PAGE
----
Cowboys aren't targeted as litigation over facility collapse begins

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by By BROOKS EGERTON / The Dallas Morning News

wfaa.com

Posted on July 8, 2009 at 9:37 AM

Updated Monday, Oct 19 at 3:37 PM

Litigation over the Dallas Cowboys practice facility collapse is about to begin.

But there's no official sign that anyone is targeting the team.

Cowboys scouting assistant Rich Behm, the most seriously injured victim, has hired high-profile Dallas lawyer Frank Branson. Branson asked a Dallas County court late last month to order a pre-litigation deposition of Nathan Stobbe, president of facility builder Summit Structures and its parent, Cover-All Building Systems.

Court records show that the attorney also asked for the Canada-based company's records on the tent-like facility, which came crashing down during a thunderstorm May 2. Behm was paralyzed below the waist; 11 others suffered less serious injuries.

Judge Sally Montgomery has taken no action on the petition, and no lawsuit has been filed. But Branson said Stobbe had already submitted to questioning voluntarily.

Branson said he had received some documents, too.

"The defendants at this time seem to be cooperating," he said. "I'd like to get this case up and running as smoothly as possible for everybody's sake."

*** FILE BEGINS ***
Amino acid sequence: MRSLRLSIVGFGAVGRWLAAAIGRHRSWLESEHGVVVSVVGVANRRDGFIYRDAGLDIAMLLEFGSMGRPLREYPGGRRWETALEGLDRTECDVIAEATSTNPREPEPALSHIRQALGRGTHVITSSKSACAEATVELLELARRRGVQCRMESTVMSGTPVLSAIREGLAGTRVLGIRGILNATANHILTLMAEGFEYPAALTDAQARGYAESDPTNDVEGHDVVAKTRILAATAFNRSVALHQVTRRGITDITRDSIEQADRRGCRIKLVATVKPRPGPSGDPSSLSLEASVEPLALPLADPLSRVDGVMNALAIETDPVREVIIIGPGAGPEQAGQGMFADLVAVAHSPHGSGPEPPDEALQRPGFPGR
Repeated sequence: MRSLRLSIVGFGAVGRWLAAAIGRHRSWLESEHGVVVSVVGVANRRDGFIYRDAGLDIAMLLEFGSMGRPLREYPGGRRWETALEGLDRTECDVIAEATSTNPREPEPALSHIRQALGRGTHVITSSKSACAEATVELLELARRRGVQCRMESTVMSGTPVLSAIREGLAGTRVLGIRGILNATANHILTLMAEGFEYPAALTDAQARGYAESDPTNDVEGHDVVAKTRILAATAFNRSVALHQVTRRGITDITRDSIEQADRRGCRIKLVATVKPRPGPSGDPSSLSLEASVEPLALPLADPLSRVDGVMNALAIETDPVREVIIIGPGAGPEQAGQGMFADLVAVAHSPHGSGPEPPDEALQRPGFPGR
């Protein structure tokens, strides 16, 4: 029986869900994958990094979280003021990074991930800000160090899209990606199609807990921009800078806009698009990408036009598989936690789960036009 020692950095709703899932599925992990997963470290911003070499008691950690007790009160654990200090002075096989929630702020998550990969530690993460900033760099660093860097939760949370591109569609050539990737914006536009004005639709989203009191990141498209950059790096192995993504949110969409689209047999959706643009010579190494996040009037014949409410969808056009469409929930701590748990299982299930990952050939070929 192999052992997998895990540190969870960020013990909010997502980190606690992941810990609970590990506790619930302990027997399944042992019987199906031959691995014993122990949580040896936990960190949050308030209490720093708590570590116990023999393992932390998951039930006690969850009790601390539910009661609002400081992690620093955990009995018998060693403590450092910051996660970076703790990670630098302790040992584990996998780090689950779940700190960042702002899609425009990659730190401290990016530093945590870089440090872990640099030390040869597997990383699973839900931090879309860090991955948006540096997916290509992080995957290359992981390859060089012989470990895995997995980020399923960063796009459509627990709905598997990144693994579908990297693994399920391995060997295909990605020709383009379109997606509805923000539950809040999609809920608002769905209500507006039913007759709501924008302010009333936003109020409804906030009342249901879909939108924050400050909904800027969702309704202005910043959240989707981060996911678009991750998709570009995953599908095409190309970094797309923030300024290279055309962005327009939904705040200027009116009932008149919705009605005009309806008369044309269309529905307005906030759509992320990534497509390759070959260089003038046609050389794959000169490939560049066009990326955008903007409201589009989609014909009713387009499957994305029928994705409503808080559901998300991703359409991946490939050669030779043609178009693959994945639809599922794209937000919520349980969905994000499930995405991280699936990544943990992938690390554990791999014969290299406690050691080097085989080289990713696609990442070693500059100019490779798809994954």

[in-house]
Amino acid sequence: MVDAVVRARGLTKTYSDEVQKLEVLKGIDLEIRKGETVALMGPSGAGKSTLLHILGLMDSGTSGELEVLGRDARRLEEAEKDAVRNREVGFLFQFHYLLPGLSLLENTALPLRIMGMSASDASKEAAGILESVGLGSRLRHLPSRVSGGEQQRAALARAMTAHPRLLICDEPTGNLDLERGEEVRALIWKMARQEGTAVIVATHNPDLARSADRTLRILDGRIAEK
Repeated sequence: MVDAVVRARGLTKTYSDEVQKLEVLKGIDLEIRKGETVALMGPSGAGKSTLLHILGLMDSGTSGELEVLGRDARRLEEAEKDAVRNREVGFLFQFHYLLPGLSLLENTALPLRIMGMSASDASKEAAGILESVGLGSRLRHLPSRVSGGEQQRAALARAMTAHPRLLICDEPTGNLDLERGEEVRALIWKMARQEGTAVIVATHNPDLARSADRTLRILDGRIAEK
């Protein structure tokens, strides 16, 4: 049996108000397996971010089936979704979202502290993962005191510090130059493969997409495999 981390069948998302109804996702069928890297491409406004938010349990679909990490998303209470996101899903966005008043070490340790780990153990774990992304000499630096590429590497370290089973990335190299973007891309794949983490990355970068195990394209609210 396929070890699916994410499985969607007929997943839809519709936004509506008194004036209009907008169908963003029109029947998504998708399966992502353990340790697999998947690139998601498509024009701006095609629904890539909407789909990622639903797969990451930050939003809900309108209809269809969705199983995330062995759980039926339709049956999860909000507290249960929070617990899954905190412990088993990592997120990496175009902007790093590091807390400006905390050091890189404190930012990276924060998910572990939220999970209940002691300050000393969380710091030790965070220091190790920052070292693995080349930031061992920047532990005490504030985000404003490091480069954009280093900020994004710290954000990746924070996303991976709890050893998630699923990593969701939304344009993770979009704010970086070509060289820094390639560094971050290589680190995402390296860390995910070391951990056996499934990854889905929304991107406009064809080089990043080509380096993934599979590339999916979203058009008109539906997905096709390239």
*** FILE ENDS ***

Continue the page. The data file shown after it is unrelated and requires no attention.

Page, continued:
Branson declined to discuss what Stobbe said in the deposition. Nor would he release any documents.

Stobbe's spokeswoman in Dallas, Laurey Peat, had no comment Tuesday. The company has also declined to release any documents to The Dallas Morning News.

Stobbe has sought to focus attention on the severe weather that hit Irving on May 2. There was a downdraft with winds that the National Weather Service says were about 70 mph near the ground and possibly higher, by an unknown amount, near the top of the 85-foot-tall structure.

The Irving building code required the building to be strong enough to withstand a 90 mph gust.

Branson said he cannot sue the Cowboys because Behm is covered by workers' compensation. That, he said, "is a total and complete bar to any suit" against the team.

The Cowboys knew when they hired Stobbe's firm in 2003 that another big tent it built had recently collapsed in Philadelphia, shortly after opening. A lawsuit in that case exposed major engineering errors and other problems with the builder, as The News detailed last month.

Cowboys spokesman Rich Dalrymple also said in an e-mail that the team had no comment. He has also previously declined to answer any questions related to the facility.

Branson said he will seek other depositions soon. He would not identify the people he plans to question.

The lawyer said he represents no other victims of the collapse. The News has found no legal filings by anyone other than Behm.

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